verb (used with object), un·ion·ized, un·ion·iz·ing.

to form into a union.
to organize into a labor union; bring into or incorporate in a labor union.
to subject to the rules of a labor union.

verb (used without object), un·ion·ized, un·ion·iz·ing.

to form a union.
to join in a labor union.

Also especially British, un·ion·ise.

Origin of unionize

First recorded in 1835–45; union + -ize
Related formsun·ion·i·za·tion, nounun·ion·iz·er, nouno·ver·un·ion·ize, verb, o·ver·un·ion·ized, o·ver·un·ion·iz·ing.
Dictionary.com Unabridged Based on the Random House Unabridged Dictionary, © Random House, Inc. 2019

Examples from the Web for unionization

Contemporary Examples of unionization

Historical Examples of unionization

  • Did Mr. Kane promise to grant every demand, except only unionization?


    Clement Wood

  • The company had refused to accede to the demands for unionization, even with a waiver of all other claims.


    Clement Wood

  • They agree to consider every one of our demands, provided only we don't insist on the demand for unionization.


    Clement Wood

  • It was a lost opportunity that unquestionably cost the unionization of the steel industry.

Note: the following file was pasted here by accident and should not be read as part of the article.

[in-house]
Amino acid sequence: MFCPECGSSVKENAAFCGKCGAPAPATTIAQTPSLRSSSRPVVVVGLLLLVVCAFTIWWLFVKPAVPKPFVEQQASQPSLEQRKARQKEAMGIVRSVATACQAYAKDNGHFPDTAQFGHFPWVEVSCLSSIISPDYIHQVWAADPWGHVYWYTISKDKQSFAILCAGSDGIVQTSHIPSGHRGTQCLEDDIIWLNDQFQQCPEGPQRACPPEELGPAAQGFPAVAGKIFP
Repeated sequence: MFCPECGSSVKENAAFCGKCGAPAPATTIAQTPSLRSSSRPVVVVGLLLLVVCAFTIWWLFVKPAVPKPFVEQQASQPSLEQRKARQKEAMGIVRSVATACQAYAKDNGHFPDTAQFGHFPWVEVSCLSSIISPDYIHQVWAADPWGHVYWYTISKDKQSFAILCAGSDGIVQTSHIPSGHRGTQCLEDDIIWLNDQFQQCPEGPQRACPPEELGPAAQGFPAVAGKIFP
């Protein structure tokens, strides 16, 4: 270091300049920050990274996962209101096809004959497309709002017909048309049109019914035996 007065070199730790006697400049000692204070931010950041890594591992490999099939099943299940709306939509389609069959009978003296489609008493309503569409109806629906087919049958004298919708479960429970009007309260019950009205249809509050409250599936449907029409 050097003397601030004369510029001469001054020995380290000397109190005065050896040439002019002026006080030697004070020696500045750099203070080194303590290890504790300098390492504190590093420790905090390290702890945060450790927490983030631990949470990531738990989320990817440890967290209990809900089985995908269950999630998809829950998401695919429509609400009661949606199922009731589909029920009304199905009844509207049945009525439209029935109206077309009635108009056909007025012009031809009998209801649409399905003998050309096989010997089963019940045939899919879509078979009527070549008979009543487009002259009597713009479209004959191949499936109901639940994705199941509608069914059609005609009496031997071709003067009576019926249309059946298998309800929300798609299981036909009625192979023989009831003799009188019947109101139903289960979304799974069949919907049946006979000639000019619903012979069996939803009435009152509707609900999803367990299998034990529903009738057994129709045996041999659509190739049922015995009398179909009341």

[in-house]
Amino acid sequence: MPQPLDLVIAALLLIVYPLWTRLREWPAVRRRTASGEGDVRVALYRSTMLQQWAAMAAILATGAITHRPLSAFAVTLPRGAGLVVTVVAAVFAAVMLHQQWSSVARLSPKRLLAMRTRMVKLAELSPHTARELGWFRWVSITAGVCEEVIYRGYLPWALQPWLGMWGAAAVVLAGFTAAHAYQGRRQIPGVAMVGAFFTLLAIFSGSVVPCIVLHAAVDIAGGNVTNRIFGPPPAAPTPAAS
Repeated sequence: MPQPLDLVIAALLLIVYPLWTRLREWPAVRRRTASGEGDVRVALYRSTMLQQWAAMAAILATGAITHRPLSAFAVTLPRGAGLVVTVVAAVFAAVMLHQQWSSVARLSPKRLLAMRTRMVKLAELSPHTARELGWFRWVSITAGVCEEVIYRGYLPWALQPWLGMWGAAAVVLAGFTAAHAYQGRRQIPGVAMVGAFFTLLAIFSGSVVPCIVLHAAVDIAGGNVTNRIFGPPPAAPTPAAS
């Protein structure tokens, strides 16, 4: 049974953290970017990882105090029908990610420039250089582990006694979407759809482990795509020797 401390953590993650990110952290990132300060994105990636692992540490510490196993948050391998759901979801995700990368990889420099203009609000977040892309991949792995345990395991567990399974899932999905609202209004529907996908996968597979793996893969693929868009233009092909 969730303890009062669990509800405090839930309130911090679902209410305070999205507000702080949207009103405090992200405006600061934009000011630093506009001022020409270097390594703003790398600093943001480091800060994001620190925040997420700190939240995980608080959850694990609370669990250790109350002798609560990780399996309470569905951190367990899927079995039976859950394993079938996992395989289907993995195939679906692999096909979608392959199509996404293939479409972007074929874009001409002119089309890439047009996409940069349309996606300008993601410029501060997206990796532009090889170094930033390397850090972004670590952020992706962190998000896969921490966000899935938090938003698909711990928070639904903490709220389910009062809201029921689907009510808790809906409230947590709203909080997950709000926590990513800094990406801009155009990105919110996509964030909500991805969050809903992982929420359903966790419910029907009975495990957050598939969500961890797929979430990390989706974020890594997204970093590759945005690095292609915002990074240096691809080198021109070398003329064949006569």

• These locals, therefore, have been a great obstacle to the unionization of Negroes.

British Dictionary definitions for unionization




to organize (workers) into a trade union
to join or cause to join a trade union
(tr) to subject to the rules or codes of a trade union
to join or become joined in marriage or civil partnership
Derived Formsunionization or unionisation, noun
Collins English Dictionary - Complete & Unabridged 2012 Digital Edition © William Collins Sons & Co. Ltd. 1979, 1986 © HarperCollins Publishers 1998, 2000, 2003, 2005, 2006, 2007, 2009, 2012

Word Origin and History for unionization



"make into a union," 1841, from union + -ize. Related: Unionized; unionizing.

Online Etymology Dictionary, © 2010 Douglas Harper